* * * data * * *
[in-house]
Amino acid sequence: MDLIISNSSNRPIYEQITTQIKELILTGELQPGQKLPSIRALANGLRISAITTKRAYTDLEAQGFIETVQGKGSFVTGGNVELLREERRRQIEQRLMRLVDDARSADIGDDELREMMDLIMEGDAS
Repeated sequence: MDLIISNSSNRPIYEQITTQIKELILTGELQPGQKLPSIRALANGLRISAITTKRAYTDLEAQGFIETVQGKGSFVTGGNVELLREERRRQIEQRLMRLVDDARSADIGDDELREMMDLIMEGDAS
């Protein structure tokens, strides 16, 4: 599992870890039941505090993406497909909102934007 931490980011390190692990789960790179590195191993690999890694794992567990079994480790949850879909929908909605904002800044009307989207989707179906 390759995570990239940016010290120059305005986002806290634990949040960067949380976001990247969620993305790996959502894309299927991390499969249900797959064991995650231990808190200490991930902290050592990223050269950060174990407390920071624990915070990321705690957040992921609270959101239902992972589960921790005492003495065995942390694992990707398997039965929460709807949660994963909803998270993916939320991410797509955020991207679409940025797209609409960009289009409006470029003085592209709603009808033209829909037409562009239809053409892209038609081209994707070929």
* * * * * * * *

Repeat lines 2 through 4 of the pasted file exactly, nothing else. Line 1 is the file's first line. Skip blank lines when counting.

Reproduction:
Amino acid sequence: MDLIISNSSNRPIYEQITTQIKELILTGELQPGQKLPSIRALANGLRISAITTKRAYTDLEAQGFIETVQGKGSFVTGGNVELLREERRRQIEQRLMRLVDDARSADIGDDELREMMDLIMEGDAS
Repeated sequence: MDLIISNSSNRPIYEQITTQIKELILTGELQPGQKLPSIRALANGLRISAITTKRAYTDLEAQGFIETVQGKGSFVTGGNVELLREERRRQIEQRLMRLVDDARSADIGDDELREMMDLIMEGDAS
């Protein structure tokens, strides 16, 4: 599992870890039941505090993406497909909102934007 931490980011390190692990789960790179590195191993690999890694794992567990079994480790949850879909929908909605904002800044009307989207989707179906 390759995570990239940016010290120059305005986002806290634990949040960067949380976001990247969620993305790996959502894309299927991390499969249900797959064991995650231990808190200490991930902290050592990223050269950060174990407390920071624990915070990321705690957040992921609270959101239902992972589960921790005492003495065995942390694992990707398997039965929460709807949660994963909803998270993916939320991410797509955020991207679409940025797209609409960009289009409006470029003085592209709603009808033209829909037409562009239809053409892209038609081209994707070929």